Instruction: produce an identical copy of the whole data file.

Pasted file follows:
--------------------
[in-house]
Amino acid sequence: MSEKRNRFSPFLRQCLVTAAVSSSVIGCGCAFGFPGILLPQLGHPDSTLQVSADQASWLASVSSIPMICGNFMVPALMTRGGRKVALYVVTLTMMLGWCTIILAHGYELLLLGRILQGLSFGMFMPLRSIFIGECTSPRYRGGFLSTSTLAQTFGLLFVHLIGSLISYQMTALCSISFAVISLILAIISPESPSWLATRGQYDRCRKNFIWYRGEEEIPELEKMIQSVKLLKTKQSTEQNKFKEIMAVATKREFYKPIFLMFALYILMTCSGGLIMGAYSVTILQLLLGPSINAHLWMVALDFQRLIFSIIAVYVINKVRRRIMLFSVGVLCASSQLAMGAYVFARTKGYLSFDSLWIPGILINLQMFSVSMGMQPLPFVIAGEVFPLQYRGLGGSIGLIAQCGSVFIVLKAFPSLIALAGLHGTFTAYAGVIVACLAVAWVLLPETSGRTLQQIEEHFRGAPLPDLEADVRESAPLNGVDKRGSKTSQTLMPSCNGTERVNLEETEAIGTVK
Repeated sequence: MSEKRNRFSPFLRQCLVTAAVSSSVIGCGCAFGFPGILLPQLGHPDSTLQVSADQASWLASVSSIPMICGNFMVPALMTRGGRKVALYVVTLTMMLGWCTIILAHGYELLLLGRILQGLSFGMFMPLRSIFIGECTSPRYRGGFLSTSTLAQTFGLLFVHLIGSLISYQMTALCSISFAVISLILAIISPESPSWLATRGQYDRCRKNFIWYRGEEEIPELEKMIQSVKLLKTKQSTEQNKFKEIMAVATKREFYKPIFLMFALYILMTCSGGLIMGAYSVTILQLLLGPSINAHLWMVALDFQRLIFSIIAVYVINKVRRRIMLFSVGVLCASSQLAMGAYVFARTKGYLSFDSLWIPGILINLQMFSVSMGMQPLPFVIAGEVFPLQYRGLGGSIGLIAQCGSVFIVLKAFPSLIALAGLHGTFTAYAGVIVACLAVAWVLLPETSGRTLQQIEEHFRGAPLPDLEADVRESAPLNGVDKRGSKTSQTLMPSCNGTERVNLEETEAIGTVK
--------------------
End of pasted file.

[in-house]
Amino acid sequence: MSEKRNRFSPFLRQCLVTAAVSSSVIGCGCAFGFPGILLPQLGHPDSTLQVSADQASWLASVSSIPMICGNFMVPALMTRGGRKVALYVVTLTMMLGWCTIILAHGYELLLLGRILQGLSFGMFMPLRSIFIGECTSPRYRGGFLSTSTLAQTFGLLFVHLIGSLISYQMTALCSISFAVISLILAIISPESPSWLATRGQYDRCRKNFIWYRGEEEIPELEKMIQSVKLLKTKQSTEQNKFKEIMAVATKREFYKPIFLMFALYILMTCSGGLIMGAYSVTILQLLLGPSINAHLWMVALDFQRLIFSIIAVYVINKVRRRIMLFSVGVLCASSQLAMGAYVFARTKGYLSFDSLWIPGILINLQMFSVSMGMQPLPFVIAGEVFPLQYRGLGGSIGLIAQCGSVFIVLKAFPSLIALAGLHGTFTAYAGVIVACLAVAWVLLPETSGRTLQQIEEHFRGAPLPDLEADVRESAPLNGVDKRGSKTSQTLMPSCNGTERVNLEETEAIGTVK
Repeated sequence: MSEKRNRFSPFLRQCLVTAAVSSSVIGCGCAFGFPGILLPQLGHPDSTLQVSADQASWLASVSSIPMICGNFMVPALMTRGGRKVALYVVTLTMMLGWCTIILAHGYELLLLGRILQGLSFGMFMPLRSIFIGECTSPRYRGGFLSTSTLAQTFGLLFVHLIGSLISYQMTALCSISFAVISLILAIISPESPSWLATRGQYDRCRKNFIWYRGEEEIPELEKMIQSVKLLKTKQSTEQNKFKEIMAVATKREFYKPIFLMFALYILMTCSGGLIMGAYSVTILQLLLGPSINAHLWMVALDFQRLIFSIIAVYVINKVRRRIMLFSVGVLCASSQLAMGAYVFARTKGYLSFDSLWIPGILINLQMFSVSMGMQPLPFVIAGEVFPLQYRGLGGSIGLIAQCGSVFIVLKAFPSLIALAGLHGTFTAYAGVIVACLAVAWVLLPETSGRTLQQIEEHFRGAPLPDLEADVRESAPLNGVDKRGSKTSQTLMPSCNGTERVNLEETEAIGTVK